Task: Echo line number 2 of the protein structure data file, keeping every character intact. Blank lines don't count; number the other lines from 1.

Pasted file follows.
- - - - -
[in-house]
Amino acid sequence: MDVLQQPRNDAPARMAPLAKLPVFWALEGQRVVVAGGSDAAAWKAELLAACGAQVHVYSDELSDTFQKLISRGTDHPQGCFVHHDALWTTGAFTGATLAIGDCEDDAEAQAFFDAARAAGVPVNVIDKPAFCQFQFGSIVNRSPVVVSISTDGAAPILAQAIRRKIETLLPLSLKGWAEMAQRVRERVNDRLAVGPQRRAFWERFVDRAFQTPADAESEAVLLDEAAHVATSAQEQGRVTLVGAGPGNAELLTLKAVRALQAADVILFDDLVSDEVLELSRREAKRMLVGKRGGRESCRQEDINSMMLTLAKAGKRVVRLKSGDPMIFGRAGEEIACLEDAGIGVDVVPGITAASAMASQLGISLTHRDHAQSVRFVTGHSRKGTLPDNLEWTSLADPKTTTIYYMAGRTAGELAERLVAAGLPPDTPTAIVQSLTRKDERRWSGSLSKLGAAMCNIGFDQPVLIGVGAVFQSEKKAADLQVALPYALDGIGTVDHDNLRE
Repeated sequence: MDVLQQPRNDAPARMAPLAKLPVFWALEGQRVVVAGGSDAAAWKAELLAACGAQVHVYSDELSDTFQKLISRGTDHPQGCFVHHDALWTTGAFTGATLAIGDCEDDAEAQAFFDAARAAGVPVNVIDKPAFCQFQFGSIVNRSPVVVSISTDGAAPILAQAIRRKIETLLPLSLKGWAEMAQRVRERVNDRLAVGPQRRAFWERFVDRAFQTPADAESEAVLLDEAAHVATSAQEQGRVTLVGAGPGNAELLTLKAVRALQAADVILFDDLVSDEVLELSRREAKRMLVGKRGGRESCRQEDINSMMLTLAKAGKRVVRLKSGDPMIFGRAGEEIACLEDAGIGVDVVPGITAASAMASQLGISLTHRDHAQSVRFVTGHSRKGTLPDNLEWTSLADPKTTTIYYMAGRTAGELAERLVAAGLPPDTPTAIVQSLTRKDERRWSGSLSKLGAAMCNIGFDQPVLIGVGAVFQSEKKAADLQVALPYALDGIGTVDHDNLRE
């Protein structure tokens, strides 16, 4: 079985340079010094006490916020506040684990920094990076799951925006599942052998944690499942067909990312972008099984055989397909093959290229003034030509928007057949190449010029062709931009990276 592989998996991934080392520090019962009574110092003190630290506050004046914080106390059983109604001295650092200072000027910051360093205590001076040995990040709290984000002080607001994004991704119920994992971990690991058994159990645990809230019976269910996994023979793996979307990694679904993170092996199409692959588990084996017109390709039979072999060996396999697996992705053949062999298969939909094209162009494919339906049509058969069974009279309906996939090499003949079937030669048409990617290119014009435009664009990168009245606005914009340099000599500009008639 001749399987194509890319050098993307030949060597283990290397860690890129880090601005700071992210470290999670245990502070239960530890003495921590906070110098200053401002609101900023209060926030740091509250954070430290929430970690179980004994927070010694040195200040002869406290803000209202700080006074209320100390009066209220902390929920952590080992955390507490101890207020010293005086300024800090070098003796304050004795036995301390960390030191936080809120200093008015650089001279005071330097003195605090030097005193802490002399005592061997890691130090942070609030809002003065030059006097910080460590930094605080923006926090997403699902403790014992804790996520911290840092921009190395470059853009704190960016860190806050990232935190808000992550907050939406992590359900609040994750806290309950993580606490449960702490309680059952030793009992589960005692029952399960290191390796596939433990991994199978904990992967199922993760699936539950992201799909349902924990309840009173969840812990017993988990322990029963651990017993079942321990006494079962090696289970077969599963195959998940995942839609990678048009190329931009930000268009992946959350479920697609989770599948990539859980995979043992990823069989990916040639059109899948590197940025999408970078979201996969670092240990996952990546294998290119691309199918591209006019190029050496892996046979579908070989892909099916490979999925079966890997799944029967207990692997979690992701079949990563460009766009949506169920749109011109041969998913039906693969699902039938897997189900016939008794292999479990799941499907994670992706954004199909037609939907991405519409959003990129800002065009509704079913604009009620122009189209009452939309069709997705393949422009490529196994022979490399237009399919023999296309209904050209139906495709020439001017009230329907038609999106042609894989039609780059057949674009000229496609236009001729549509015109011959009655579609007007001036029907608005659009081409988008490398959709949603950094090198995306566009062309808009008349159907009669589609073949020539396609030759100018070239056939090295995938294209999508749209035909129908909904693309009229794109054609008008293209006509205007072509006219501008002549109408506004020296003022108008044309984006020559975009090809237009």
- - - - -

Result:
Amino acid sequence: MDVLQQPRNDAPARMAPLAKLPVFWALEGQRVVVAGGSDAAAWKAELLAACGAQVHVYSDELSDTFQKLISRGTDHPQGCFVHHDALWTTGAFTGATLAIGDCEDDAEAQAFFDAARAAGVPVNVIDKPAFCQFQFGSIVNRSPVVVSISTDGAAPILAQAIRRKIETLLPLSLKGWAEMAQRVRERVNDRLAVGPQRRAFWERFVDRAFQTPADAESEAVLLDEAAHVATSAQEQGRVTLVGAGPGNAELLTLKAVRALQAADVILFDDLVSDEVLELSRREAKRMLVGKRGGRESCRQEDINSMMLTLAKAGKRVVRLKSGDPMIFGRAGEEIACLEDAGIGVDVVPGITAASAMASQLGISLTHRDHAQSVRFVTGHSRKGTLPDNLEWTSLADPKTTTIYYMAGRTAGELAERLVAAGLPPDTPTAIVQSLTRKDERRWSGSLSKLGAAMCNIGFDQPVLIGVGAVFQSEKKAADLQVALPYALDGIGTVDHDNLRE